Best practices for including data in a module as a constant array


I’m having trouble finding the best way to include data in a module. Basically I have a small array (5 x 5) of constant data, but to interface with other packages, I want to define a function that just returns the element in the constant array at a given index.

From what I can tell, defining a constant array in the global scope of the module isn’t possible. Is that right? Is the best way to just define the data as a normal global array and then reference it inside my function? I can’t think of any other way to avoid having an array in the global scope of the module.

I ran some mini-benchmarks and it looks way more expensive to define the array inside the function (not surprisingly). Is there a better way to include constant data in a module than using a globally defined array?

Here’s a minimal working example that shows the difference between the global and local approach, with some quick @btime benchmarks.

using BenchmarkTools

# data defined globally
data_outer = [1.0 2.0; 3.0 4.0]
f_outer(x,y) = data_outer[x, y]

# data redefined inside function
function f_inner(x,y)
    data_inner = [1.0 2.0; 3.0 4.0]
    data_inner[x, y]

# large data defined globally
data_outer_large = rand(1_000, 1_000)
f_outer_large(x,y) = data_outer_large[x, y]

# large data redefined inside function
function f_inner_large(x,y)
    data_inner_large = rand(1_000, 1_000)
    data_inner_large[x, y]
julia> @btime f_outer(1,2)
  26.666 ns (1 allocation: 16 bytes)

julia> @btime f_inner(1,2)
  41.318 ns (1 allocation: 112 bytes)

julia> @btime f_outer_large(1,2)
  28.890 ns (1 allocation: 16 bytes)

julia> @btime f_inner_large(1,2)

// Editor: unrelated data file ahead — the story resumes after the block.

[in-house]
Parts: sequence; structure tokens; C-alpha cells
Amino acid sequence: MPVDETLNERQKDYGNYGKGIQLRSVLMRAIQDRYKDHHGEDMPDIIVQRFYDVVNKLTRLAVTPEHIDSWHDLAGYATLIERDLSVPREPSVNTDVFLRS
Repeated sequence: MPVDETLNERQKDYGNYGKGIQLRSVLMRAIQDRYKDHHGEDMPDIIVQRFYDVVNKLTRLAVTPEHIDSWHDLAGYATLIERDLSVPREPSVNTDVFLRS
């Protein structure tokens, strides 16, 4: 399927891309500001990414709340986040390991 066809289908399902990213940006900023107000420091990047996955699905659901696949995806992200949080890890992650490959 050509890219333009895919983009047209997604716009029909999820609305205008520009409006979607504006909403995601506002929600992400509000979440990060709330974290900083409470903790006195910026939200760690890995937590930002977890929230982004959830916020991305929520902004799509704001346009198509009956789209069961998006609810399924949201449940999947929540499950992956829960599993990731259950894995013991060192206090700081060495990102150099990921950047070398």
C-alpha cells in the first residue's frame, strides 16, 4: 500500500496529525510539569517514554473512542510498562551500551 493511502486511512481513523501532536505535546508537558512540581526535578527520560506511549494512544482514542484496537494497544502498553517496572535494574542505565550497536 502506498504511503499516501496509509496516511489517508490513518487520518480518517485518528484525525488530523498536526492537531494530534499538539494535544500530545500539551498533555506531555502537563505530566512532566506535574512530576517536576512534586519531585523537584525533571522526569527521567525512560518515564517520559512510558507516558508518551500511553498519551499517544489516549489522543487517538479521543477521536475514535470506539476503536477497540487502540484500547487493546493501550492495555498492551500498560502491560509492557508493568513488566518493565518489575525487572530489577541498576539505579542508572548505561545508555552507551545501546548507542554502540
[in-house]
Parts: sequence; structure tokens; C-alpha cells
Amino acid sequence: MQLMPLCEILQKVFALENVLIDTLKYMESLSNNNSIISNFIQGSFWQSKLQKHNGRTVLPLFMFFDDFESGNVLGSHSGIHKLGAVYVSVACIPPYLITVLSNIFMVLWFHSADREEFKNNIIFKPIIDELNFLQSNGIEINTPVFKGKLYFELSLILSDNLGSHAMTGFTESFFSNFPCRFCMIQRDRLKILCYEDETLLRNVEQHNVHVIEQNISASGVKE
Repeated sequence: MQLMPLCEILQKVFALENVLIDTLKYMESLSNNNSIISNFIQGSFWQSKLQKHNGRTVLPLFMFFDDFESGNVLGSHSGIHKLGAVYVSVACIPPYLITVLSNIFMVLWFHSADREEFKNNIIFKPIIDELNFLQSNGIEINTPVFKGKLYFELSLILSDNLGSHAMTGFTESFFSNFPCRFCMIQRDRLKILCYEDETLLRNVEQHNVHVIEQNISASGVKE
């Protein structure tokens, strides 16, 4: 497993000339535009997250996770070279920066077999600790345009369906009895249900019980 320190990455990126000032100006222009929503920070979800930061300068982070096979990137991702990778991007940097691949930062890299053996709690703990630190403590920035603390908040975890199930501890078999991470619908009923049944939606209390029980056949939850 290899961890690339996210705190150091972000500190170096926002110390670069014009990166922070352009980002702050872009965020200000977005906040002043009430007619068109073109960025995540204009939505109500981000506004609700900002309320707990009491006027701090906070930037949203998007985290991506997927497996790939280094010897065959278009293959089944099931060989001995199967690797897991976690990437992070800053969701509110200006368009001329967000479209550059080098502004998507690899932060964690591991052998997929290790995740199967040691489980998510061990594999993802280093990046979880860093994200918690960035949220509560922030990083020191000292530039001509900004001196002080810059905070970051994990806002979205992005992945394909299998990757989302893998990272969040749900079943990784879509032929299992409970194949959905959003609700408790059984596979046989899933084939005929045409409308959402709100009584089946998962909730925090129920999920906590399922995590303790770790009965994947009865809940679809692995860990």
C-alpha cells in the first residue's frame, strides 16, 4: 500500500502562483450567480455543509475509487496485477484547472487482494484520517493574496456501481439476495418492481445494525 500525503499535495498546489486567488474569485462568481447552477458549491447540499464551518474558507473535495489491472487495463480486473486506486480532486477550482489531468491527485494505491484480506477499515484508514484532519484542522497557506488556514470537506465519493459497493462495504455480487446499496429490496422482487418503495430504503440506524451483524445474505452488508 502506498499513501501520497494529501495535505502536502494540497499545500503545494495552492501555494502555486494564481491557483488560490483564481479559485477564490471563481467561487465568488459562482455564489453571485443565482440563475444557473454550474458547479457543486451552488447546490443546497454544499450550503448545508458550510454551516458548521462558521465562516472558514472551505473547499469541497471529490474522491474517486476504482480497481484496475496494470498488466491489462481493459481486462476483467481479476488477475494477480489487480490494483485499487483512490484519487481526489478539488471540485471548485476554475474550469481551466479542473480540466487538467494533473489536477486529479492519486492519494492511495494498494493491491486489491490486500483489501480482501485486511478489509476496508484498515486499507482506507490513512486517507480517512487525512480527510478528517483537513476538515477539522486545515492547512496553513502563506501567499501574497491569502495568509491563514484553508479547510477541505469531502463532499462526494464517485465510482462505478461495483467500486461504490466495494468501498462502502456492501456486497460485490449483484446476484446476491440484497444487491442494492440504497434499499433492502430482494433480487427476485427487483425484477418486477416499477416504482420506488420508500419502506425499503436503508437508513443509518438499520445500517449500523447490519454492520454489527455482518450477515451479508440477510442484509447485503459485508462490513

4.157 ms (2 allocations: 7.63 MiB)


Huh? It’s definitely possible. Why do you think it isn’t?

const data_outer = [1.0 2.0; 3.0 4.0]

should work just fine. Is there some other piece to this that I’m missing?


Okay that definitely works, thanks - I should have benchmarked against that in the first place:

# global data
data =  rand(10_000, 10_000)
f(x,y) = data[x, y]

# constant global data
const data_const = rand(10_000, 10_000)
f_const(x,y) = data_const[x, y]

@btime f(1,2) # 26.256 ns (1 allocation: 16 bytes)
@btime f_const(1,2) #   2.051 ns (0 allocations: 0 bytes)

My confusion was coming from the behavior that re-defining a scalar constant throws a warning but re-defining an element in a vector constant doesn’t throw a warning. I did some googling and came across this (very dated) issue which made me think that I wouldn’t get any additional performance.


This may be a premature optimization, but it’s worth checking out StaticArrays.jl for cases like this:

edit: it’s fast, but wildly unsafe, with a risk of segfaults

using StaticArrays

const stackdata = @SArray(rand(5,5))
const heapdata = rand(5,5)

getstack(i,j) = @inbounds stackdata[i,j]
getheap(i,j) = @inbounds heapdata[i,j]
julia> using BenchmarkTools

julia> @btime getstack(1,2)
  0.042 ns (0 allocations: 0 bytes)

julia> @btime getheap(1,2)
  1.550 ns (0 allocations: 0 bytes)


Oh, I see, I missed that you were trying to mutate it.


Hmmm… isn’t that a wildly reckless way of using @inbounds, especially in a thread titled “Best practices”? :slight_smile:

Just out of curiosity, is a segfault the worst thing that can happen from this or can it open up for arbitrary code execution down the road? Or maybe fry the nearest nuclear power plant?


You’re absolutely right–careless use of @inbounds is dangerous, and even more so for a user-facing function. A segfault’s probably the worst that could happen, though, since the function is read-only.


This is a bad assumption. Out of bounds accesses are undefined behavior, so LLVM may happily delete the entire code path calling this function with out of bounds indicies.